It was an astonishing ruling. What the Trudeau government is saying is that secretly negotiated trade deals trump domestic Canadian food labeling [and presumably safety] laws and regulations; that the quality of a product or truthfulness of its labeling are of lesser concern to the Canadian government than the sanctity of a provision in a free trade agreement with a tiny country thousands of kilometers away; that Canadian citizens have less of a right to know the contents of the food and water they eat and drink, and where they come from, than little Israel has to market its falsely labeled products in Canada, without being hassled.
In the wider realm of Canadian foreign policy, the CFIA ruling clearly endorses Israel’s extension of its domestic laws into occupied territory, essentially annexing those territories without using the word. Israel has been doing this for years. The half-million Jewish settlers living in the West Bank are subject to civil Israeli law. The territories are crisscrossed by roads and civil infrastructure, all administered by domestic Israeli entities. Israeli banks and insurance companies operate in settlements. So do Israeli wireless and cable networks. By endorsing Israel’s extraterritorial application of its customs law – waiving its own laws and public policies in favour of Israel’s – Canada offers a helping hand to a fast friend in multiple grave breach of the most canonical of international laws, the Geneva Convention. It lends its support to the only country in the world that refuses to declare its own borders, oppressing occupied subjects as it pleases.
But the CFIA ruling is faulty, says an Ontario-based attorney who’s agree to take on the case pro bono. It is true that Article 1.4.1(b) of CIFTA stipulates that, for purposes of CIFTA, the term “territory” of Israel shall mean the territory where its custom laws are applied, the attorney says. However, there is no provision in CIFTA that imposes restrictions on Canada’s or Israel’s product labelling requirements. And the purpose of CIFTA is to eliminate or reduce barriers to trade in goods, not to regulate product labelling.
To dramatize this point, the attorney continues, imagine a settlement wine has been adulterated or contaminated in some way. Section 4(1) of Canada’s Food and Drugs Act prohibits the sale of food products that are unfit for human consumption. Does CIFTA ‘trump’ section 4(1) of the Food and Drugs Act so that a settlement wine can be sold to Canadian consumers even though it’s gone bad? Of course not.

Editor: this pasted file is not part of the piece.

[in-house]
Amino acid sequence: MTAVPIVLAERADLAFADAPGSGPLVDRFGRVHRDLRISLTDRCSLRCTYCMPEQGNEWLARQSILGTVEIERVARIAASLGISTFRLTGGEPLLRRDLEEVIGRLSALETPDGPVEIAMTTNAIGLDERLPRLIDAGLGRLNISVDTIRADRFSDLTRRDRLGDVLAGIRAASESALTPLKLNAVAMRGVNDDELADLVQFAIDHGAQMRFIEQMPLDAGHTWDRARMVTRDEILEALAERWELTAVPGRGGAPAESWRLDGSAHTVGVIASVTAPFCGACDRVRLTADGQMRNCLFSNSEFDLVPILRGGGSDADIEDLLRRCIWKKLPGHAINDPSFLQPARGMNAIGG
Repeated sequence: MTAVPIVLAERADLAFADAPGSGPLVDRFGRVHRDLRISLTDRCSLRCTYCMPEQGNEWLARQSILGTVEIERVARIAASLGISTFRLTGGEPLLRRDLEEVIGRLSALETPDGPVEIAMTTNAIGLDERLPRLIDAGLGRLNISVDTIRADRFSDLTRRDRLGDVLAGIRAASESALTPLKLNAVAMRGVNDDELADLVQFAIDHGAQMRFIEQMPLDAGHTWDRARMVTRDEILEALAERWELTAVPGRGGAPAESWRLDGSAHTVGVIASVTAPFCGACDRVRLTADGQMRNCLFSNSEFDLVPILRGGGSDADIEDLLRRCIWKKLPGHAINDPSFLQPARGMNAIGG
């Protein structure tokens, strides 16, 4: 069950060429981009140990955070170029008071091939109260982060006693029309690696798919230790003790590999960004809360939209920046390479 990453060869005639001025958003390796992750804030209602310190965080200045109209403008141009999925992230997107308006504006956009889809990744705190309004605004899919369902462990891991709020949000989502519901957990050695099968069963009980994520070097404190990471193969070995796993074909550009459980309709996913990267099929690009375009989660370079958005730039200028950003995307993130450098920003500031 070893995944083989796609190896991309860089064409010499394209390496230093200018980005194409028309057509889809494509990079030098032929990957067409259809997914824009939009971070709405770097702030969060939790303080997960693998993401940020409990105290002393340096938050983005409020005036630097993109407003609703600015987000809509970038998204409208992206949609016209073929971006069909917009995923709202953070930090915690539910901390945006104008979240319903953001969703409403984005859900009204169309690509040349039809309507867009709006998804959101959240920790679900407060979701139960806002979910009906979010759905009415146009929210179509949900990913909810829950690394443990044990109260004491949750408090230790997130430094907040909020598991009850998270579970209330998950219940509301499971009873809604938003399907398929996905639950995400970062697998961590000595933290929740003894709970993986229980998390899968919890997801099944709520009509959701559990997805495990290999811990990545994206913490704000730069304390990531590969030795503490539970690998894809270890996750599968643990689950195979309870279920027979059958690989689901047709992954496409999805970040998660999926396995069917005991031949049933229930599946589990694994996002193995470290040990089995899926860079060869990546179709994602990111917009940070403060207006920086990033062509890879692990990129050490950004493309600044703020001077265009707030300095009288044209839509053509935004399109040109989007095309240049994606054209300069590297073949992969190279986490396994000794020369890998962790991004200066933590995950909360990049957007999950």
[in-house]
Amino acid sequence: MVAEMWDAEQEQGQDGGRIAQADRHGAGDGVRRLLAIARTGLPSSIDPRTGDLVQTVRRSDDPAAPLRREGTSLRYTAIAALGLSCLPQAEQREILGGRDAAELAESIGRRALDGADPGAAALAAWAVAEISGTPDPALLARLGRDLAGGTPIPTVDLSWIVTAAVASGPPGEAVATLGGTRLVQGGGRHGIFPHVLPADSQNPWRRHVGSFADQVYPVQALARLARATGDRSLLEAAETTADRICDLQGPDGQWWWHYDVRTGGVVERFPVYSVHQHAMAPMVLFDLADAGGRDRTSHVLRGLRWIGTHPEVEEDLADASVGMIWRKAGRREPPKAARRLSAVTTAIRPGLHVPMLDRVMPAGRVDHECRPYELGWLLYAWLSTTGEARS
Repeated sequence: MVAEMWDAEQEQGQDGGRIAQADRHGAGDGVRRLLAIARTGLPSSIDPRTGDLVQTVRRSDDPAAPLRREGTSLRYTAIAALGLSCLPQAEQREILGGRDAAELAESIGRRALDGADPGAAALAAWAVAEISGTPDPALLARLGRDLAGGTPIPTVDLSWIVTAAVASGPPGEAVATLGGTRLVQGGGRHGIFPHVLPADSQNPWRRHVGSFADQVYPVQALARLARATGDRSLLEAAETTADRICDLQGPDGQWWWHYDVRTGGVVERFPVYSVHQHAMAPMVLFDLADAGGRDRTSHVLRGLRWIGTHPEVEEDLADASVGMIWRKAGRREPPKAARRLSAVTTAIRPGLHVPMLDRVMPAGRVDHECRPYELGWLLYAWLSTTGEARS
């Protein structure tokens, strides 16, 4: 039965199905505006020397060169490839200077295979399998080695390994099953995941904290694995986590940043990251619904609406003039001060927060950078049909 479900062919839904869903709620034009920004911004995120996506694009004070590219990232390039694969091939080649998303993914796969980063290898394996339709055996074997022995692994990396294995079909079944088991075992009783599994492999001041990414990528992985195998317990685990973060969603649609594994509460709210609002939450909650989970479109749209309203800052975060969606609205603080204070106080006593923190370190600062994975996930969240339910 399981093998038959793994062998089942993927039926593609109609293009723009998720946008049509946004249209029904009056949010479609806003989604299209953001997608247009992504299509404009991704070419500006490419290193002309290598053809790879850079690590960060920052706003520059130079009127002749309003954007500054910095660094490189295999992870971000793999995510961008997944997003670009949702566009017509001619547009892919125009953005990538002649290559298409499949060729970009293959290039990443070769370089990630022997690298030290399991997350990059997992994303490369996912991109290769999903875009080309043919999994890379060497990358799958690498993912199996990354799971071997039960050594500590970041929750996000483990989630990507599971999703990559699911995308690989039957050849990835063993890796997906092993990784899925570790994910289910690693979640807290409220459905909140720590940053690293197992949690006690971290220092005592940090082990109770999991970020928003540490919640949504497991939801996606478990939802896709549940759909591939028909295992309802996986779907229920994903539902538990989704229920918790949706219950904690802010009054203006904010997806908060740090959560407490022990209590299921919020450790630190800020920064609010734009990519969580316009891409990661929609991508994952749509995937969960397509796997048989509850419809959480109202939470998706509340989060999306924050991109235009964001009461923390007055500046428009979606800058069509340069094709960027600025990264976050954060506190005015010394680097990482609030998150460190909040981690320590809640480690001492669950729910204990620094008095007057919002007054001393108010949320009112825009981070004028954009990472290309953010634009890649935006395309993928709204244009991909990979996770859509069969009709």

The CFIA’s wine labelling flip-flop doesn’t just misread CIFTA. It flies in the face of long-established Canadian foreign policy. “Israeli settlements in the occupied territories are a violation of the Fourth Geneva Convention,” Global Affairs Canada’s website states, and has so for years, even under the staunchly pro-Israel Harper government.
And Canada has always said it supports a “Two-State Solution,” strenuously insisting that “peace” can only be achieved through the creation of a sovereign Palestinian state, via direct negotiation between Israel and the Palestinians; that the two parties must not deviate from negotiation by engaging in “unilateral” moves.
So why is the Trudeau government now endorsing unilateral Israeli sovereignty claims on Canadian stores shelves? Canadian friends of Palestine ponder the question, but they’re not waiting for an answer. They’re preparing to oppose Trudeau in court. Israel’s self-declared right to sell falsely labeled products on Canadian store shelves should not be allowed to trump the right of Canadians to know what they’re eating and drinking; to know that the fine bottle of “Israeli” red or crispy chardonnay that they just bought was actually not produced from grapes grown in Israel, but rather, in Israeli-occupied, brutally exploited Palestine. If Israel opposes truthful labeling, citing customs arrangements, then it has something to hide. Canada shouldn’t facilitate the concealment.
Likewise, Israel’s de facto annexation of the Occupied Territories – in violation of international law – is not an activity Canada should be complicit with or endorse, debasing its own laws and policies. As a high contracting party to the Geneva Conventions, Canada is obliged to oppose war crimes of this sort. Getting it do so is worth going to court over.
The good news: Israel’s lobbyists here in Canada are amazingly powerful, but Canadian friends of the Palestinian people have law and justice on their sides. Stand by for updates.